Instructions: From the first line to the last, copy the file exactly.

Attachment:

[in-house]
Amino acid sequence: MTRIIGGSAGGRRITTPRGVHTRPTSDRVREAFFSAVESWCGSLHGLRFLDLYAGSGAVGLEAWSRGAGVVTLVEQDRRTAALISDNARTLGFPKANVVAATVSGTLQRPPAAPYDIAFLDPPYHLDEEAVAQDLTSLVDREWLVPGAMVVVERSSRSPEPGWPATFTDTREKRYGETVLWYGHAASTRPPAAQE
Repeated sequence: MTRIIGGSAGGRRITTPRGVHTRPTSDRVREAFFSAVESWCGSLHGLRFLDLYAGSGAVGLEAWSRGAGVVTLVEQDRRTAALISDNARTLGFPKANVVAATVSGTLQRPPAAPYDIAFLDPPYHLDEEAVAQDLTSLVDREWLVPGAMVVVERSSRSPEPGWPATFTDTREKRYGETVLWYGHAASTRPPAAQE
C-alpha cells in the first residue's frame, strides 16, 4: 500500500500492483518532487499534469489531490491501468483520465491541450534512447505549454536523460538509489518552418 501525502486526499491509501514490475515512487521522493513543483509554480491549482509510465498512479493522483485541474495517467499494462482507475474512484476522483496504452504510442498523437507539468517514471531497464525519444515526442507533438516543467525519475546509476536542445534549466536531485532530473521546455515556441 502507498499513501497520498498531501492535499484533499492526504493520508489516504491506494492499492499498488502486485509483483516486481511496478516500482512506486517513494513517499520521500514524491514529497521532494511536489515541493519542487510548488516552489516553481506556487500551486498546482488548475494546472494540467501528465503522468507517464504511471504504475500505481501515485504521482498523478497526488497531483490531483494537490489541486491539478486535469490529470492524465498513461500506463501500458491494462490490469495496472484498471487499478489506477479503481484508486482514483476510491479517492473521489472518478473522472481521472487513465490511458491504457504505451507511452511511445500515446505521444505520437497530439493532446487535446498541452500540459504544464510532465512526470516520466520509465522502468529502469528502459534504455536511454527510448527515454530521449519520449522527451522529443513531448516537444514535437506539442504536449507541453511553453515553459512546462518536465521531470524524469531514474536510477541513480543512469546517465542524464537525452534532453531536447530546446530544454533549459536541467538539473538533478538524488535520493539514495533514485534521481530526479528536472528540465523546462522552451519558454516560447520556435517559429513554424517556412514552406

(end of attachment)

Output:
[in-house]
Amino acid sequence: MTRIIGGSAGGRRITTPRGVHTRPTSDRVREAFFSAVESWCGSLHGLRFLDLYAGSGAVGLEAWSRGAGVVTLVEQDRRTAALISDNARTLGFPKANVVAATVSGTLQRPPAAPYDIAFLDPPYHLDEEAVAQDLTSLVDREWLVPGAMVVVERSSRSPEPGWPATFTDTREKRYGETVLWYGHAASTRPPAAQE
Repeated sequence: MTRIIGGSAGGRRITTPRGVHTRPTSDRVREAFFSAVESWCGSLHGLRFLDLYAGSGAVGLEAWSRGAGVVTLVEQDRRTAALISDNARTLGFPKANVVAATVSGTLQRPPAAPYDIAFLDPPYHLDEEAVAQDLTSLVDREWLVPGAMVVVERSSRSPEPGWPATFTDTREKRYGETVLWYGHAASTRPPAAQE
C-alpha cells in the first residue's frame, strides 16, 4: 500500500500492483518532487499534469489531490491501468483520465491541450534512447505549454536523460538509489518552418 501525502486526499491509501514490475515512487521522493513543483509554480491549482509510465498512479493522483485541474495517467499494462482507475474512484476522483496504452504510442498523437507539468517514471531497464525519444515526442507533438516543467525519475546509476536542445534549466536531485532530473521546455515556441 502507498499513501497520498498531501492535499484533499492526504493520508489516504491506494492499492499498488502486485509483483516486481511496478516500482512506486517513494513517499520521500514524491514529497521532494511536489515541493519542487510548488516552489516553481506556487500551486498546482488548475494546472494540467501528465503522468507517464504511471504504475500505481501515485504521482498523478497526488497531483490531483494537490489541486491539478486535469490529470492524465498513461500506463501500458491494462490490469495496472484498471487499478489506477479503481484508486482514483476510491479517492473521489472518478473522472481521472487513465490511458491504457504505451507511452511511445500515446505521444505520437497530439493532446487535446498541452500540459504544464510532465512526470516520466520509465522502468529502469528502459534504455536511454527510448527515454530521449519520449522527451522529443513531448516537444514535437506539442504536449507541453511553453515553459512546462518536465521531470524524469531514474536510477541513480543512469546517465542524464537525452534532453531536447530546446530544454533549459536541467538539473538533478538524488535520493539514495533514485534521481530526479528536472528540465523546462522552451519558454516560447520556435517559429513554424517556412514552406